In 2015, Google went through restructuring and a new corporate brand, Alphabet Inc. was created. Many divisions that operate in businesses other than Internet services became subsidiaries of Alphabet. In 2007, Apple Computer, Inc. dropped ‘Computer’ from its name and became Apple Inc., because the company had shifted its emphasis from computers to consumer electronics with brands like iPod, Apple TV and iPhone.
These examples show that when companies grow, they enter into new industries, and add new brands and new products to their portfolios. To maximise its growth and minimise its management challenges, a company has to add an optimal number of brands and products in its portfolio. Also, these new brands and products have to be related to the company and at the same time, have to be distinguished from each other. A company’s brand architecture lays the foundation of organising brands in a company’s portfolio.
Let’s have a look at different ways along with examples of how companies architect their brand portfolio:
- Different products, separate brand names: A company can distinguish its products from one another by different brand names. Sometimes, for every new product, a new brand is launched. Different brands are positioned for different market segments, with different needs and expectations. Often, customers don’t know the name of the company behind the brand and the failure or success of one brand doesn’t affect perception of other brands from the same company. For example, P&G has Ariel and Tide detergents, Pampers for baby diapers, Whisper for sanitary pads, Oral-B for toothbrushes, etc.
- New brand name for a new business line: A company can give a new brand name to a new line of business, with complimentary products around a concept. For example, ITC’s brand Classmate started as a notebook brand, and has evolved as a stationery brand with products including pens, pencils, geometry boxes, erasers, sharpeners, rulers, crayons, etc.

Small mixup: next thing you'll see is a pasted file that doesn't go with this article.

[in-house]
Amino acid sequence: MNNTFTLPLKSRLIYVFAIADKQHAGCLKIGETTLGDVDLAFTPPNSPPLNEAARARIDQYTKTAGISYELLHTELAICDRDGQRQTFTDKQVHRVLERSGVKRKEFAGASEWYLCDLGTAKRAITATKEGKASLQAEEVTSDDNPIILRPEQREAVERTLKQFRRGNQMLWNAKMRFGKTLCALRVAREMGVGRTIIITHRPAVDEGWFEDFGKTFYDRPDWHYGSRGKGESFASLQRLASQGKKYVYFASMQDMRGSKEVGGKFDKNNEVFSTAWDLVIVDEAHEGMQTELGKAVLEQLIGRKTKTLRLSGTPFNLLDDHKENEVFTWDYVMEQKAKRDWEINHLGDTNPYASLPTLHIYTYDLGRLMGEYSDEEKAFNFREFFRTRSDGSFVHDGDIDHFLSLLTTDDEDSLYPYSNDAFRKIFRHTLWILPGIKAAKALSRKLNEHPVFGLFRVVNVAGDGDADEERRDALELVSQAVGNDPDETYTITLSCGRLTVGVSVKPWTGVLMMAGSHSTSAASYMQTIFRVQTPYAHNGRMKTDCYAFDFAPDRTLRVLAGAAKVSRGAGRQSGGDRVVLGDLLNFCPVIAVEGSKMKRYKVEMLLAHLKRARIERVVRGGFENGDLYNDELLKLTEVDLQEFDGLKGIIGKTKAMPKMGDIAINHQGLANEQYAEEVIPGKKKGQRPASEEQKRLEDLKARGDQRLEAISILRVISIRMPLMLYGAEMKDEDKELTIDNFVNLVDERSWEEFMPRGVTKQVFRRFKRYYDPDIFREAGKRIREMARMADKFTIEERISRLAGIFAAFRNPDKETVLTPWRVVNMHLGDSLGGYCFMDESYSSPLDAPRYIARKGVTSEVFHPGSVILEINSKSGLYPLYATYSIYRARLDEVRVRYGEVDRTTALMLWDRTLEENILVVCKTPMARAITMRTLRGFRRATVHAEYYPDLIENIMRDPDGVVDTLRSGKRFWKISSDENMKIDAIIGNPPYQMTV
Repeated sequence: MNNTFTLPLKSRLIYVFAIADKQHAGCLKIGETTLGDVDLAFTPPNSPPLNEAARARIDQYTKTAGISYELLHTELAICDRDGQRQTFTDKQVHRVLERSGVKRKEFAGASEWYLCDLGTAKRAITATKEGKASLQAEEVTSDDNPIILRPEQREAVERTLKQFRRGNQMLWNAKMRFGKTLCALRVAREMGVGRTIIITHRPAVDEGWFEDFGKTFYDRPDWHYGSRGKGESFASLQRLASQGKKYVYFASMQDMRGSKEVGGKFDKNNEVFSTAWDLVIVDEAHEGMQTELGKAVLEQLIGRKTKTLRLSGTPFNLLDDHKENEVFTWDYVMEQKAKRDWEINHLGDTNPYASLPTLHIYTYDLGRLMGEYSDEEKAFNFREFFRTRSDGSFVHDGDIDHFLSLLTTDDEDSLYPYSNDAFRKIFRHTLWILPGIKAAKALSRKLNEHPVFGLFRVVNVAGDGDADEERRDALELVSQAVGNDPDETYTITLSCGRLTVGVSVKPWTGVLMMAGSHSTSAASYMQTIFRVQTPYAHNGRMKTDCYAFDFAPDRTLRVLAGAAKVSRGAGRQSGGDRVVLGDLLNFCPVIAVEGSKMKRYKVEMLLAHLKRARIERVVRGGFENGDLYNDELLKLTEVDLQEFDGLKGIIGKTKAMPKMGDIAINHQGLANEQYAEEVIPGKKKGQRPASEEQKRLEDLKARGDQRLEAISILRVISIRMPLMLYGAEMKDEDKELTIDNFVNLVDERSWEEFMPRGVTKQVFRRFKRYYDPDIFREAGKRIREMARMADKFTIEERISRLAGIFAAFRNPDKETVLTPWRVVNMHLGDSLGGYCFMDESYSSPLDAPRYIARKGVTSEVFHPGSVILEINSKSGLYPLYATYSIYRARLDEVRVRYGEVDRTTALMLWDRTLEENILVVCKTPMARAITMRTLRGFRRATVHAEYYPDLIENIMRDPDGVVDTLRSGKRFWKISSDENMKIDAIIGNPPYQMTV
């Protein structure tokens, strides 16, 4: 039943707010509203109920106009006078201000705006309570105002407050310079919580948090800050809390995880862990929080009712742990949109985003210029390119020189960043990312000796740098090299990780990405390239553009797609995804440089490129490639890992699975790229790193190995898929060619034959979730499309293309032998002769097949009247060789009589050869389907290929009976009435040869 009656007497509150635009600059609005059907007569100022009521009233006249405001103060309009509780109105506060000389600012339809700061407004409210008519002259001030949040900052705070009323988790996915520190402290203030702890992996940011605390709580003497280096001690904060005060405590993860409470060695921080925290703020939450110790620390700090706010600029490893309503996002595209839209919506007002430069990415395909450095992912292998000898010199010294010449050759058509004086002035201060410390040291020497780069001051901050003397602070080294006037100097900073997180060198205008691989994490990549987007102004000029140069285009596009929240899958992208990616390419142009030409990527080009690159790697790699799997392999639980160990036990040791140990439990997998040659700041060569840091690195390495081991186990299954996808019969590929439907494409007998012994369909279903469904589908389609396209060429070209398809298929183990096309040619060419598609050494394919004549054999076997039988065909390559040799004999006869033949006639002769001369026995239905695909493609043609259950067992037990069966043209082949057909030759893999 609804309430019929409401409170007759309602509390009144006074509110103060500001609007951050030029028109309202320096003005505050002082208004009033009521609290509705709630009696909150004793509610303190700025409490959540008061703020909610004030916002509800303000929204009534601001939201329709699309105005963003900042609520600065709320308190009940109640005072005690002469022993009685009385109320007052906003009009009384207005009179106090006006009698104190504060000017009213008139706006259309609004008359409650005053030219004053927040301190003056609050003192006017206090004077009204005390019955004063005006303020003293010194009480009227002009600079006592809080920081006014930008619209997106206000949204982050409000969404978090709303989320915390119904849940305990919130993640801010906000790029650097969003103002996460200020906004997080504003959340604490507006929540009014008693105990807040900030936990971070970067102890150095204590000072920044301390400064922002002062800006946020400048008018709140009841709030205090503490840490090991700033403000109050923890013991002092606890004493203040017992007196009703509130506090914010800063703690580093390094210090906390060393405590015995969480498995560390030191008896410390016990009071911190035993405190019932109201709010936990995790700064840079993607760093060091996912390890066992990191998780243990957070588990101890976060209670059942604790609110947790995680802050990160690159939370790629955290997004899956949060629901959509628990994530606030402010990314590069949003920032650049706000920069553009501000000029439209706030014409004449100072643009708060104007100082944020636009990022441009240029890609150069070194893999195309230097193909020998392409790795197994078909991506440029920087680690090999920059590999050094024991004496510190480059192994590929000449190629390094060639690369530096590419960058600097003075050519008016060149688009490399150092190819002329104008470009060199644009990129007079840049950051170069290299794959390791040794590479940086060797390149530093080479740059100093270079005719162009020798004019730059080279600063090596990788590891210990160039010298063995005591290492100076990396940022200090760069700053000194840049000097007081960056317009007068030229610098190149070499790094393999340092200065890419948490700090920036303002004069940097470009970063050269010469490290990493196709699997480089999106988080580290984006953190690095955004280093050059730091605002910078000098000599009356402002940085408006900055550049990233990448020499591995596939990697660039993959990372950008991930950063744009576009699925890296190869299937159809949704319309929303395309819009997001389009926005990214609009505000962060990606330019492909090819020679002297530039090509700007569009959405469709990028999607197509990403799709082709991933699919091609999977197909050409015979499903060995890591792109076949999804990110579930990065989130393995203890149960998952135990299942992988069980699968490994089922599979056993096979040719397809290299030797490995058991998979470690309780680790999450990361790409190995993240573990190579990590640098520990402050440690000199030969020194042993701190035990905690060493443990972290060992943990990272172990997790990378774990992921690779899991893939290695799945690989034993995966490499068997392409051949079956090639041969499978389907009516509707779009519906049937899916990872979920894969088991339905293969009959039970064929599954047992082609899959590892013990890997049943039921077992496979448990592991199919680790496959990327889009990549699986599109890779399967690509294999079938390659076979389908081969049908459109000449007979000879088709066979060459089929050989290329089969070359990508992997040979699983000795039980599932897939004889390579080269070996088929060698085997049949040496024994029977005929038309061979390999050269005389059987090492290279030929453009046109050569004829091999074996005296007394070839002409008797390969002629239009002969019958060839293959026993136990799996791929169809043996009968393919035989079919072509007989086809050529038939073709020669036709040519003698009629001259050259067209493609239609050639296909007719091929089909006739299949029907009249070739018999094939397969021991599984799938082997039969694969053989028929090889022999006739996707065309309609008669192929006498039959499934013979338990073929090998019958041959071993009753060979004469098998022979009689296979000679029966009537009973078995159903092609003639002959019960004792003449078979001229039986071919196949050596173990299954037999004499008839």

- Same brand name for a range of heterogenous products: A company can combine a range of heterogenous products in the same area through a single concept and promote them under a single brand name. For example, Paper Boat provides a range of Indian-inspired drinks such as thandai, chilli guava, aam panna and others.
- Same brand name as an umbrella brand in different markets: A company can capitalise on a single brand name that supports different products in different markets. Here, along with the umbrella brand name, generic names of products are used for identification. For example, in case of Google Search, Google is an umbrella brand and Search is the product name. Other similar examples could be Google Maps, Google Drive, Google Photos, Google Analytics, Google Pay, etc.
- Create 'child brands': A company can attach product brands with company’s brand name like a parent and child relationships. Child brands cater to specific market segments and modify the identity of parent brand. For example, in case of Apple iPod, Apple is a parent brand and iPod is a child brand.
- Endorse different product brands with different images: A company can create different product brands with different images and can endorse them through corporate brands. This takes care of the perception of quality and the product brand can take care of other aspects in its communication. For example, in case of Courtyard by Marriott, Courtyard is a product brand and Marriott is an endorsing brand. Another similar example could be Vivanta by Taj.
As a company extends its vision and diversify into new businesses or launch new products, it has to focus on creating a brand architecture. When a brand and its sub-brands are architected in a logical way, a company's marketing efforts become more efficient. Efficient marketing efforts strengthen the business objectives and help in achieving growth. The key is to find a strategy or mix of strategies for creating brand architecture that fits best for a company’s goals.
The writer is author of the book 'Booming Brands'. Views expressed are personal and don't necessarily represent any company's opinions.